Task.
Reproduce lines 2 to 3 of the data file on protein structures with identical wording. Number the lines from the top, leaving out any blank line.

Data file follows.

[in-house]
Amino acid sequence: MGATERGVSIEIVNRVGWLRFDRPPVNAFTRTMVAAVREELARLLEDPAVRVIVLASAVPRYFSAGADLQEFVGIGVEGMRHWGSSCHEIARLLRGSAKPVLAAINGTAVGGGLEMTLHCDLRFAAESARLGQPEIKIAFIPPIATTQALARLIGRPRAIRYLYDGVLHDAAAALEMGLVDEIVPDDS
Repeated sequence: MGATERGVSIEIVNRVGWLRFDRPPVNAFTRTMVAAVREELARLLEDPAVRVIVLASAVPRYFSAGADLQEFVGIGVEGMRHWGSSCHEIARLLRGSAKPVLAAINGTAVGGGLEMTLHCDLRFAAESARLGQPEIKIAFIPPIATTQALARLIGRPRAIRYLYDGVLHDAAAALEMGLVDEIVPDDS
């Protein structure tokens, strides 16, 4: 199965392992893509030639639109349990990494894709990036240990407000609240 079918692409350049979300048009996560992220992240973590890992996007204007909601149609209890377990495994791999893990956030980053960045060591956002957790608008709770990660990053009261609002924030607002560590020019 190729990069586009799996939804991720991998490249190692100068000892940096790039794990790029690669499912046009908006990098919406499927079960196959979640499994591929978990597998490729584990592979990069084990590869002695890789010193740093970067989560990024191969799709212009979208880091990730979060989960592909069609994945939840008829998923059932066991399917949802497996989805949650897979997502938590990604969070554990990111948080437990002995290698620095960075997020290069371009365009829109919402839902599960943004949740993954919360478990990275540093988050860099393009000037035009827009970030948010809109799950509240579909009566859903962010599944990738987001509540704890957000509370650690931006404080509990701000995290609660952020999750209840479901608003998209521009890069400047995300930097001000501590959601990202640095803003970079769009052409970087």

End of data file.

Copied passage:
Amino acid sequence: MGATERGVSIEIVNRVGWLRFDRPPVNAFTRTMVAAVREELARLLEDPAVRVIVLASAVPRYFSAGADLQEFVGIGVEGMRHWGSSCHEIARLLRGSAKPVLAAINGTAVGGGLEMTLHCDLRFAAESARLGQPEIKIAFIPPIATTQALARLIGRPRAIRYLYDGVLHDAAAALEMGLVDEIVPDDS
Repeated sequence: MGATERGVSIEIVNRVGWLRFDRPPVNAFTRTMVAAVREELARLLEDPAVRVIVLASAVPRYFSAGADLQEFVGIGVEGMRHWGSSCHEIARLLRGSAKPVLAAINGTAVGGGLEMTLHCDLRFAAESARLGQPEIKIAFIPPIATTQALARLIGRPRAIRYLYDGVLHDAAAALEMGLVDEIVPDDS